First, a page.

But it’s not an idea, like fine wine, that always travels well.

It is sometimes difficult for partners in one firm to understand how those in another create value and how that value could be captured in an enlarged company. There is also the problem that evaluating the value contribution of unknowns is difficult where there is no track record for guidance.

Finally, Empson argues that a merger can conflict with the idea of professional autonomy. Most mergers talk about increasing fee income somewhere along the line. The logic of the merger is that two plus two is going to equal five. Yet what is the basis of this thinking?

Generating fee income is based on selling professional expertise and, of its nature, that is a scarce commodity. So increasing fee income either involves persuading existing clients to pay more or finding more professional expertise to sell – perhaps by hiring additional staff. It is difficult to see why either of these approaches necessarily require a merger.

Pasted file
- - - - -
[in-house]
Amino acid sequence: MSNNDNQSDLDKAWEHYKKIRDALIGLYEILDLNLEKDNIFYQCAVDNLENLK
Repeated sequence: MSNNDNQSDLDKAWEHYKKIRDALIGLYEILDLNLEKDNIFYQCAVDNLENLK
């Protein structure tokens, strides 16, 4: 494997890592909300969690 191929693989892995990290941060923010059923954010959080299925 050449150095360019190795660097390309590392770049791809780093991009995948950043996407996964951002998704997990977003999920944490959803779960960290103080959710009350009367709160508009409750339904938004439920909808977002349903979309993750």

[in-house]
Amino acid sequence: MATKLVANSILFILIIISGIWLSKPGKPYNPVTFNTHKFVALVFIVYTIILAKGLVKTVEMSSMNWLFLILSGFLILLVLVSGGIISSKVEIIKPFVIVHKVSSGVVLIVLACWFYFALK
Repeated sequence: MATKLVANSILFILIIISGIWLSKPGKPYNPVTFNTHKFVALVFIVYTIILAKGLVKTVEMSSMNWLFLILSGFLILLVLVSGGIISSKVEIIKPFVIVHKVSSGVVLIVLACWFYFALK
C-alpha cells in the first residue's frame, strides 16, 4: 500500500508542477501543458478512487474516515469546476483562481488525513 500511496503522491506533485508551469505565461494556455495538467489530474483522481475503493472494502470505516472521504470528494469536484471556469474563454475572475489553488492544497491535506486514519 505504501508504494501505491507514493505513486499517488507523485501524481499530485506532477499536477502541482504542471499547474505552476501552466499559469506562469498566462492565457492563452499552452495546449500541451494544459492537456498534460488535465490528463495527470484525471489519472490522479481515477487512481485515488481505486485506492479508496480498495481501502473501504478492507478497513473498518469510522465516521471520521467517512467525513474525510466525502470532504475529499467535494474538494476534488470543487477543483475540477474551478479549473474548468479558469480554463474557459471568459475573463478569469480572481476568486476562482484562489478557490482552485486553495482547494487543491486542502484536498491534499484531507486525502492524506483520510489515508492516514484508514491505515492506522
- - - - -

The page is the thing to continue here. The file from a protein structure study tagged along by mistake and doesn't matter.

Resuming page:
In the three professional services mergers Empson studied in depth, there were considerable problems making them work and deliver the value which the respective partners originally thought was there for the taking.

Empson identifies the tendency even in the most balanced mergers for one side – not necessarily the larger – to gain an upper hand. This may create resentment among the other side.

And she also notes that it’s not uncommon for some of the fiercest dogfights to take place at the top – just where the marriage ought to be happiest.

As a result, a defensive or hostile atmosphere percolates down through the merged firm.